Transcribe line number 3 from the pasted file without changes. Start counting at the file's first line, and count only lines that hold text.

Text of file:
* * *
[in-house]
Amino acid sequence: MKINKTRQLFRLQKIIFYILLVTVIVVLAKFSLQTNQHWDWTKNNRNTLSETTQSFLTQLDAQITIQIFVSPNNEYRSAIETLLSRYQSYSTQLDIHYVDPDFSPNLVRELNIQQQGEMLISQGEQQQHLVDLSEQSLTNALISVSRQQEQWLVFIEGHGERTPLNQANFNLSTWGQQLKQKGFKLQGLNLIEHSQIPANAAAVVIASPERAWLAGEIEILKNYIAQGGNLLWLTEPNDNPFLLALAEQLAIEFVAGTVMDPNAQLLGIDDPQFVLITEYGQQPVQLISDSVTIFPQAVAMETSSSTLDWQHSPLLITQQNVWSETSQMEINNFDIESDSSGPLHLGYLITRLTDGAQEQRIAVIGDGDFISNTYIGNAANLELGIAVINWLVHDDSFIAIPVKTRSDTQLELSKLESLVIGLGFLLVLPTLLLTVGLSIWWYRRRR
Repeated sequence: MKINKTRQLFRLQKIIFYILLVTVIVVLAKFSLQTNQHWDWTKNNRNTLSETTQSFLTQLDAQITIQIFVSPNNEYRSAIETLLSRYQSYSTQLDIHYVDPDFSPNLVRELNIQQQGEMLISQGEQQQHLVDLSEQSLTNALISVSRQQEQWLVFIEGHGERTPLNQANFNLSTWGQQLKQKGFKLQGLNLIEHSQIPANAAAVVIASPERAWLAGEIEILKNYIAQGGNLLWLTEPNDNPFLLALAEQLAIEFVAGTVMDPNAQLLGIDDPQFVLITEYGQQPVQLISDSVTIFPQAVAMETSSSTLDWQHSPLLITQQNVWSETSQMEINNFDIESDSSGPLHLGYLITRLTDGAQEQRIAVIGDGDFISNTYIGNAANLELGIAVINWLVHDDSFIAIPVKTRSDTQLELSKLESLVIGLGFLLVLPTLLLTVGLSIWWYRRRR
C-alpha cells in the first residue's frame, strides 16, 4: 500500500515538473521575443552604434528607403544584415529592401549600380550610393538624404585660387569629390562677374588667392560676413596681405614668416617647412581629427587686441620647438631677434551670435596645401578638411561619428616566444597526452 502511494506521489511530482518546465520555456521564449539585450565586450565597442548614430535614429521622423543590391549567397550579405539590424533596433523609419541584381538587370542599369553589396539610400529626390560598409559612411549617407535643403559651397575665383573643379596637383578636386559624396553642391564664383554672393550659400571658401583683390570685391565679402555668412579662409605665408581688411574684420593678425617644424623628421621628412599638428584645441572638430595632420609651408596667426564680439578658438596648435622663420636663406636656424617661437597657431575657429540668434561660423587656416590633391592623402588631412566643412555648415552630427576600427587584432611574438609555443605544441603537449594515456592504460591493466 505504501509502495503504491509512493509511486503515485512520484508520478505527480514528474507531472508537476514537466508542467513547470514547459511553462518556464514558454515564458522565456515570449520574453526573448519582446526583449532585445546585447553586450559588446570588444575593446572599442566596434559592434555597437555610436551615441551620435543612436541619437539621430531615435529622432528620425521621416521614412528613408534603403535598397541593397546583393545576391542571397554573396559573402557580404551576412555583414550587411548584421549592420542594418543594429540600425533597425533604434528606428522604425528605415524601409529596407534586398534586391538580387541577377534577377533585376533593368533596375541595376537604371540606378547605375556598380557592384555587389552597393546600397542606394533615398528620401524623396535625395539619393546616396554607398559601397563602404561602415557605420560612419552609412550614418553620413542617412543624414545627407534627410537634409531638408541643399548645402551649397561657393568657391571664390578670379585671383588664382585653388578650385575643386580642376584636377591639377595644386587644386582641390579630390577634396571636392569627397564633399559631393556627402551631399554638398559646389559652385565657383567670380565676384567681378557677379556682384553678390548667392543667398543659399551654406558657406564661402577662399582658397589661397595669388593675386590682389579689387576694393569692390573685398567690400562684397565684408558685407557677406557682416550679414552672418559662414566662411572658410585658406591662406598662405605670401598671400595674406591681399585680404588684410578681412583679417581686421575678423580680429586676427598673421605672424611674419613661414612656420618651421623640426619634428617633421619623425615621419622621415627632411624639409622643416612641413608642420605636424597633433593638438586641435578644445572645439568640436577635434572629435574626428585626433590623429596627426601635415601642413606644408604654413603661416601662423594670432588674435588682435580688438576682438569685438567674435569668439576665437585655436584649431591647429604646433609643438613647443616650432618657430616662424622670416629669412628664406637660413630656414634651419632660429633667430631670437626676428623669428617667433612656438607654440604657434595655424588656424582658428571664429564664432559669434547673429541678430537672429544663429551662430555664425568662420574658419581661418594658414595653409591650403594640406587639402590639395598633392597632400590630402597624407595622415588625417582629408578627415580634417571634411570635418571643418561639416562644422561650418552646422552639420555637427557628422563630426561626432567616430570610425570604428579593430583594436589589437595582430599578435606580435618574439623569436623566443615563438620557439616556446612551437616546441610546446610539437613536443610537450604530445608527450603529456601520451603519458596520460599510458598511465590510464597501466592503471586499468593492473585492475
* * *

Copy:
Repeated sequence: MKINKTRQLFRLQKIIFYILLVTVIVVLAKFSLQTNQHWDWTKNNRNTLSETTQSFLTQLDAQITIQIFVSPNNEYRSAIETLLSRYQSYSTQLDIHYVDPDFSPNLVRELNIQQQGEMLISQGEQQQHLVDLSEQSLTNALISVSRQQEQWLVFIEGHGERTPLNQANFNLSTWGQQLKQKGFKLQGLNLIEHSQIPANAAAVVIASPERAWLAGEIEILKNYIAQGGNLLWLTEPNDNPFLLALAEQLAIEFVAGTVMDPNAQLLGIDDPQFVLITEYGQQPVQLISDSVTIFPQAVAMETSSSTLDWQHSPLLITQQNVWSETSQMEINNFDIESDSSGPLHLGYLITRLTDGAQEQRIAVIGDGDFISNTYIGNAANLELGIAVINWLVHDDSFIAIPVKTRSDTQLELSKLESLVIGLGFLLVLPTLLLTVGLSIWWYRRRR